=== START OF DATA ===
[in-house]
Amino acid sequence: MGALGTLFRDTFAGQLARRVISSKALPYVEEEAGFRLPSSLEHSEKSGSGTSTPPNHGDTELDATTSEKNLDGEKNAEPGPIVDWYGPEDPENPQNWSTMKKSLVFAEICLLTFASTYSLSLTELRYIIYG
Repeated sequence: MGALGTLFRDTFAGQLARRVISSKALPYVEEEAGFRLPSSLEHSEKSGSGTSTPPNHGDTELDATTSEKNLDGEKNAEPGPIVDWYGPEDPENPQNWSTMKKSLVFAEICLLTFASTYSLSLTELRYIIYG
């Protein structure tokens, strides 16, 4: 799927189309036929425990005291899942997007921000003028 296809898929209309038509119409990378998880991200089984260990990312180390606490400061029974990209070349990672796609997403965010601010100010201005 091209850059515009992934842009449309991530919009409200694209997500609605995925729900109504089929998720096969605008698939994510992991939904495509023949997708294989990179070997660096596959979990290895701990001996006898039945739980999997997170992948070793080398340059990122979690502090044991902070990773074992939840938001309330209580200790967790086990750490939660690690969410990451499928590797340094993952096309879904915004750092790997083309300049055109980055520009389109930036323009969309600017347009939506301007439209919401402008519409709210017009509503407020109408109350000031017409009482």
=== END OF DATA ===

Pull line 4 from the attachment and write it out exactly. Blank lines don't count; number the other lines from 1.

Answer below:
């Protein structure tokens, strides 16, 4: 799927189309036929425990005291899942997007921000003028 296809898929209309038509119409990378998880991200089984260990990312180390606490400061029974990209070349990672796609997403965010601010100010201005 091209850059515009992934842009449309991530919009409200694209997500609605995925729900109504089929998720096969605008698939994510992991939904495509023949997708294989990179070997660096596959979990290895701990001996006898039945739980999997997170992948070793080398340059990122979690502090044991902070990773074992939840938001309330209580200790967790086990750490939660690690969410990451499928590797340094993952096309879904915004750092790997083309300049055109980055520009389109930036323009969309600017347009939506301007439209919401402008519409709210017009509503407020109408109350000031017409009482």